Gov. Roy Cooper has vetoed a bill to ban abortions based on an unborn child’s race or the presence of Down syndrome. It’s his second veto in a week and third overall this year.
“This bill gives the government control over what happens and what is said in the exam room between a woman and her doctor at a time she faces one of the most difficult decisions of her life,” Cooper said in a prepared statement tied to the veto. “This bill is unconstitutional and it damages the doctor-patient relationship with an unprecedented government intrusion.”
The veto prompted an immediate response from Sen. Amy Galey, R-Alamance. “With a stroke of his pen, Gov. Cooper just told North Carolinians that it’s OK to discriminate based on race or disability as long as it’s in the womb,” Galey said. “This bill simply put an end to eugenics. It shouldn’t be controversial to protect an unborn child with Down syndrome, but Gov. Cooper proves once again that he’s unwilling to stand up for North Carolinians when his left-wing donors demand his loyalty.”
House Bill 453 cleared the General Assembly with a 67-42 vote in the House and a 27-20 vote in the Senate. To override Cooper’s veto, both chambers would need “yes” votes from three-fifths of the members present and voting. That means a united Republican caucus would need at least three House Democrats and two Democratic senators to support the measure if every legislator votes on the veto override.
Six Democrats supported H.B. 453 in the House. No Democratic senators voted for the measure, but two Democrats were absent during the initial vote. One of them, Sen. Don Davis, D-Greene, voted with Republicans in 2019 to override a Cooper veto on a different abortion-related bill.
Cooper has vetoed 56 bills since taking office in 2017. Lawmakers have voted to override 23 of those vetoes. They have not been able to secure votes for an override since December 2018.
There’s no word yet on whether lawmakers will attempt to override the veto of either H.B. 453 or Senate Bill 43, a measure that would have permitted guns in churches that also function as schools.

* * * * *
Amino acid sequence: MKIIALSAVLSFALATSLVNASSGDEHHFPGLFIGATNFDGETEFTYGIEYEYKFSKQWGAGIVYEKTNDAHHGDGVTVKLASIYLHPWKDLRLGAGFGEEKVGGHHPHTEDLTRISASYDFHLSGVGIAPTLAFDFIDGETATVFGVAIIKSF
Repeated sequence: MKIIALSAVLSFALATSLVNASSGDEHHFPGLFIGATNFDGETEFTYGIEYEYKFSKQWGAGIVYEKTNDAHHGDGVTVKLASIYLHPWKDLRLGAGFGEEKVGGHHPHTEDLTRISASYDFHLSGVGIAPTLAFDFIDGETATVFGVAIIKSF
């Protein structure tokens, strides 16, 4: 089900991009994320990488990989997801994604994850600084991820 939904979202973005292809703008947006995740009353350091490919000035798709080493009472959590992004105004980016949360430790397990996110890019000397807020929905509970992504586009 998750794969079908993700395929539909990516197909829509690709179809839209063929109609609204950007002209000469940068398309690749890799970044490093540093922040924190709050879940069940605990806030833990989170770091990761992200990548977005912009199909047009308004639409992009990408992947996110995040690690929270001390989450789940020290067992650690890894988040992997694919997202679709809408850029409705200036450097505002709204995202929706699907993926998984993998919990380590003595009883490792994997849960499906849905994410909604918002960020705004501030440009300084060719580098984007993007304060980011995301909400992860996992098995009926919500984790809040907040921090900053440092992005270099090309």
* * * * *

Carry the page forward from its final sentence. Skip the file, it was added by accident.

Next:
H.B. 453 passed the House in May and passed the Senate June 10. Jaden Ng, a teen with Down Syndrome, and her family were recognized in the Senate gallery before the vote.
“I know that in my heart that I am God’s child and I love my life,” Jaden told the House Judiciary Committee in April.
The bill expanded an existing law that requires abortion doctors to sign off that the woman is not seeking an abortion based on the baby’s gender, and would have broadened the law to include banning motives of race or Down syndrome as reasons for the procedure.
“People are protected from discrimination in education, in the workplace, in housing, and yet babies with these same characteristics can be aborted simply because of their race or disability,” said Sen. Joyce Krawiec, R-Davie, on the Senate floor during the debate. “This is eugenics in its worst form, and this bill will eliminate that atrocity.”
However, the anti-discrimination argument for the bill did not seem to draw Cooper or his fellow Democrats to support it.
“To label a person’s decision to obtain an abortion as ‘eugenics,’ as this bill does, is offensive, irresponsible, and warps the painful legacy of the eugenics movement in North Carolina and disrespects the trauma endured by real victims of forced sterilization,” Sen. Natalie Murdock, D-Durham, said in opposition to the bill.
Across the country, six states have laws prohibiting abortions motivated by the race of the baby, and nine states ban abortions motivated by the likelihood of disability. Sixteen states, including North Carolina, prohibit abortion motivated by the gender of the baby. The bill required doctors to attest in writing the patient’s motivation is not based on race, gender, or possible disability, and required providers to collect some data on the procedure.
Sen. Sarah Crawford, D-Franklin, spoke against the bill and said the legislative focus should instead be on providing services to families with disabled children.
“If we want to get serious about walking with women through their journey of a prenatal diagnosis, the prescription is not to tell a woman what she can and cannot do with her body,” said Crawford. “The prescription is funding for services, information for families, and comfort for families in knowing that their child will have access to education, therapies and the medical support they need.”
“There are, as we all know, 15,000 people in North Carolina that qualify for services like these, but they sit waiting for years,” she continued.
Krawiec responded to Crawford directly on the Senate floor, challenging her to help get such funding for services passed in the Senate’s state budget after it was lost in Cooper’s budget veto last year.
The care waivers for people with intellectual and developmental disabilities are funded in the Senate’s state budget proposal again this year.
“Senator Crawford, I hope I can count on your support to make sure those waivers go into effect so we can reduce that waitlist for these children and for other children,” said Krawiec.
House Speaker Tim Moore also released a statement after Cooper’s veto.
“Gender, race, and disability are protected classes in most other contexts,” Moore wrote. “Why should we allow the unborn to be discriminated against for these same traits? The message sent by this veto is that some human life is more valuable than others based on immutable characteristics.”